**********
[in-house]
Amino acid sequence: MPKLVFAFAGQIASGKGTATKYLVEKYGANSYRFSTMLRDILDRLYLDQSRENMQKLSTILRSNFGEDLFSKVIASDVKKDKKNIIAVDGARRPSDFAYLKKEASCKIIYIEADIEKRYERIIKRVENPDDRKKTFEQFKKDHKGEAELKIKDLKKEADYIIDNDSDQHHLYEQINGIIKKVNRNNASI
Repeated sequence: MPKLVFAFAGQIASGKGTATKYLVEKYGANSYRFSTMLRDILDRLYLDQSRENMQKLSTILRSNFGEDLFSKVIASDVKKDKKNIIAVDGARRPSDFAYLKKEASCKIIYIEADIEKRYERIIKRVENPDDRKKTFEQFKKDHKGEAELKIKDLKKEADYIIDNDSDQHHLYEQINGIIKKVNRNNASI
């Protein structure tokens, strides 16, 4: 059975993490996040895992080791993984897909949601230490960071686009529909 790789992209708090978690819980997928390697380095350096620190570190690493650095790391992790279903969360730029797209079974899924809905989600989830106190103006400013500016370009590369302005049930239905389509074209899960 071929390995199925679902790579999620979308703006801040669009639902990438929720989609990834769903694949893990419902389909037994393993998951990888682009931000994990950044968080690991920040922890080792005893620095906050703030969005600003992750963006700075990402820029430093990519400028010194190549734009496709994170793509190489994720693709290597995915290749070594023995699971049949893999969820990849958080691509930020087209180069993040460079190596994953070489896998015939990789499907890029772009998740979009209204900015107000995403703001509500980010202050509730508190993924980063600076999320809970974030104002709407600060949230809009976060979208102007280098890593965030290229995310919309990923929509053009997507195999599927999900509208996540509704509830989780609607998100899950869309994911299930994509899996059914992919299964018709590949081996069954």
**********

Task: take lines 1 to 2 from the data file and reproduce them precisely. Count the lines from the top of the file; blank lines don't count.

[in-house]
Amino acid sequence: MPKLVFAFAGQIASGKGTATKYLVEKYGANSYRFSTMLRDILDRLYLDQSRENMQKLSTILRSNFGEDLFSKVIASDVKKDKKNIIAVDGARRPSDFAYLKKEASCKIIYIEADIEKRYERIIKRVENPDDRKKTFEQFKKDHKGEAELKIKDLKKEADYIIDNDSDQHHLYEQINGIIKKVNRNNASI